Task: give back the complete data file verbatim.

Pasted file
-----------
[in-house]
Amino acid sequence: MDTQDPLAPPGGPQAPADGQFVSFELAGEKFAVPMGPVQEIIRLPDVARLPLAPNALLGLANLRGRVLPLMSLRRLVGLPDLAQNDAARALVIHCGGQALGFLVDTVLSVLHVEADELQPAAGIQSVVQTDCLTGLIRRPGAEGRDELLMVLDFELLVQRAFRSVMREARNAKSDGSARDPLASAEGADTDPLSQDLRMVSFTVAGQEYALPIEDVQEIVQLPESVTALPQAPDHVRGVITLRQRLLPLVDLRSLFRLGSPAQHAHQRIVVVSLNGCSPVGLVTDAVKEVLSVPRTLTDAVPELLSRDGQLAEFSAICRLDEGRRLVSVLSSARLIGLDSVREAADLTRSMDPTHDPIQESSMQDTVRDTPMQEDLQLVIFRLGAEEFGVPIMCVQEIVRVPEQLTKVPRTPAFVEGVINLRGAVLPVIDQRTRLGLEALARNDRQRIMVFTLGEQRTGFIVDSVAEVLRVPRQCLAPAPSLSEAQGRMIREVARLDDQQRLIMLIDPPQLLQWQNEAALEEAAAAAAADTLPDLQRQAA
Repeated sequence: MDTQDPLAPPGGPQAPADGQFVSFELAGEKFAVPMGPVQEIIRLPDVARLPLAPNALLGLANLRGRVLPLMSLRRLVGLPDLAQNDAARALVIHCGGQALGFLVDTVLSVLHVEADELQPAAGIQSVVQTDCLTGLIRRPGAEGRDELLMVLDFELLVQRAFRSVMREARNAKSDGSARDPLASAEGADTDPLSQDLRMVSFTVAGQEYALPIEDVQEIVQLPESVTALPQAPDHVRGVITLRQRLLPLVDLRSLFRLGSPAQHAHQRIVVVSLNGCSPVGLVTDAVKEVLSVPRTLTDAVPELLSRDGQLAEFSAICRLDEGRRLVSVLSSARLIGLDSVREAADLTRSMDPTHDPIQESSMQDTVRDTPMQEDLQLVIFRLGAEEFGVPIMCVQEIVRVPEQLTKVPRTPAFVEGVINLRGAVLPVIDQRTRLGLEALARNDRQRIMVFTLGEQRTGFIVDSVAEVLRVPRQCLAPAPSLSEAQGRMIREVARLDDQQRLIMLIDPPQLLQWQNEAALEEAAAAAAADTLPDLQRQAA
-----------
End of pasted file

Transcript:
[in-house]
Amino acid sequence: MDTQDPLAPPGGPQAPADGQFVSFELAGEKFAVPMGPVQEIIRLPDVARLPLAPNALLGLANLRGRVLPLMSLRRLVGLPDLAQNDAARALVIHCGGQALGFLVDTVLSVLHVEADELQPAAGIQSVVQTDCLTGLIRRPGAEGRDELLMVLDFELLVQRAFRSVMREARNAKSDGSARDPLASAEGADTDPLSQDLRMVSFTVAGQEYALPIEDVQEIVQLPESVTALPQAPDHVRGVITLRQRLLPLVDLRSLFRLGSPAQHAHQRIVVVSLNGCSPVGLVTDAVKEVLSVPRTLTDAVPELLSRDGQLAEFSAICRLDEGRRLVSVLSSARLIGLDSVREAADLTRSMDPTHDPIQESSMQDTVRDTPMQEDLQLVIFRLGAEEFGVPIMCVQEIVRVPEQLTKVPRTPAFVEGVINLRGAVLPVIDQRTRLGLEALARNDRQRIMVFTLGEQRTGFIVDSVAEVLRVPRQCLAPAPSLSEAQGRMIREVARLDDQQRLIMLIDPPQLLQWQNEAALEEAAAAAAADTLPDLQRQAA
Repeated sequence: MDTQDPLAPPGGPQAPADGQFVSFELAGEKFAVPMGPVQEIIRLPDVARLPLAPNALLGLANLRGRVLPLMSLRRLVGLPDLAQNDAARALVIHCGGQALGFLVDTVLSVLHVEADELQPAAGIQSVVQTDCLTGLIRRPGAEGRDELLMVLDFELLVQRAFRSVMREARNAKSDGSARDPLASAEGADTDPLSQDLRMVSFTVAGQEYALPIEDVQEIVQLPESVTALPQAPDHVRGVITLRQRLLPLVDLRSLFRLGSPAQHAHQRIVVVSLNGCSPVGLVTDAVKEVLSVPRTLTDAVPELLSRDGQLAEFSAICRLDEGRRLVSVLSSARLIGLDSVREAADLTRSMDPTHDPIQESSMQDTVRDTPMQEDLQLVIFRLGAEEFGVPIMCVQEIVRVPEQLTKVPRTPAFVEGVINLRGAVLPVIDQRTRLGLEALARNDRQRIMVFTLGEQRTGFIVDSVAEVLRVPRQCLAPAPSLSEAQGRMIREVARLDDQQRLIMLIDPPQLLQWQNEAALEEAAAAAAADTLPDLQRQAA